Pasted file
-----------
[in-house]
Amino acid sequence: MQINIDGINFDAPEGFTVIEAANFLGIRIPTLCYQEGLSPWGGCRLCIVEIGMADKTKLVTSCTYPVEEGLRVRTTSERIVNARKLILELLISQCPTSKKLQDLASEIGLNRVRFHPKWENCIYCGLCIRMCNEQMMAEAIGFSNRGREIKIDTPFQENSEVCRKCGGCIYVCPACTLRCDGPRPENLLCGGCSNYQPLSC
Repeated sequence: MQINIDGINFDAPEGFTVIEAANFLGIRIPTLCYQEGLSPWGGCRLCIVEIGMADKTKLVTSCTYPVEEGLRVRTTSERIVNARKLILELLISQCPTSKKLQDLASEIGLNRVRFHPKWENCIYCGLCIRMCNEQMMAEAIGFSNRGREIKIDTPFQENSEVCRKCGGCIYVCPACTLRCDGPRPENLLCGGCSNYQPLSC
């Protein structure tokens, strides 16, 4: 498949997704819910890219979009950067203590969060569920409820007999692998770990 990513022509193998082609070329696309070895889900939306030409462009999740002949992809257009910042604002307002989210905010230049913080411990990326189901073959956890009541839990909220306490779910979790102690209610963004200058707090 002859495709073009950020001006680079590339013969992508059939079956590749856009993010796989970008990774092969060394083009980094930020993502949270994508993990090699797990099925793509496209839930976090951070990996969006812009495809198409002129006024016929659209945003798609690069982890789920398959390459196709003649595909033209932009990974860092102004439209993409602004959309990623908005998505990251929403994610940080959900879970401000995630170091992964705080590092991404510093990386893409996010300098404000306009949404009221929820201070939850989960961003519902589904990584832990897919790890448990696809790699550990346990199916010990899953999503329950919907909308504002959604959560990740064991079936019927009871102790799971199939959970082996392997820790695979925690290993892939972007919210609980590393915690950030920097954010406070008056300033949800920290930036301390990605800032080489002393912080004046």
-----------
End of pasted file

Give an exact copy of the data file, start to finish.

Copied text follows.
[in-house]
Amino acid sequence: MQINIDGINFDAPEGFTVIEAANFLGIRIPTLCYQEGLSPWGGCRLCIVEIGMADKTKLVTSCTYPVEEGLRVRTTSERIVNARKLILELLISQCPTSKKLQDLASEIGLNRVRFHPKWENCIYCGLCIRMCNEQMMAEAIGFSNRGREIKIDTPFQENSEVCRKCGGCIYVCPACTLRCDGPRPENLLCGGCSNYQPLSC
Repeated sequence: MQINIDGINFDAPEGFTVIEAANFLGIRIPTLCYQEGLSPWGGCRLCIVEIGMADKTKLVTSCTYPVEEGLRVRTTSERIVNARKLILELLISQCPTSKKLQDLASEIGLNRVRFHPKWENCIYCGLCIRMCNEQMMAEAIGFSNRGREIKIDTPFQENSEVCRKCGGCIYVCPACTLRCDGPRPENLLCGGCSNYQPLSC
């Protein structure tokens, strides 16, 4: 498949997704819910890219979009950067203590969060569920409820007999692998770990 990513022509193998082609070329696309070895889900939306030409462009999740002949992809257009910042604002307002989210905010230049913080411990990326189901073959956890009541839990909220306490779910979790102690209610963004200058707090 002859495709073009950020001006680079590339013969992508059939079956590749856009993010796989970008990774092969060394083009980094930020993502949270994508993990090699797990099925793509496209839930976090951070990996969006812009495809198409002129006024016929659209945003798609690069982890789920398959390459196709003649595909033209932009990974860092102004439209993409602004959309990623908005998505990251929403994610940080959900879970401000995630170091992964705080590092991404510093990386893409996010300098404000306009949404009221929820201070939850989960961003519902589904990584832990897919790890448990696809790699550990346990199916010990899953999503329950919907909308504002959604959560990740064991079936019927009871102790799971199939959970082996392997820790695979925690290993892939972007919210609980590393915690950030920097954010406070008056300033949800920290930036301390990605800032080489002393912080004046």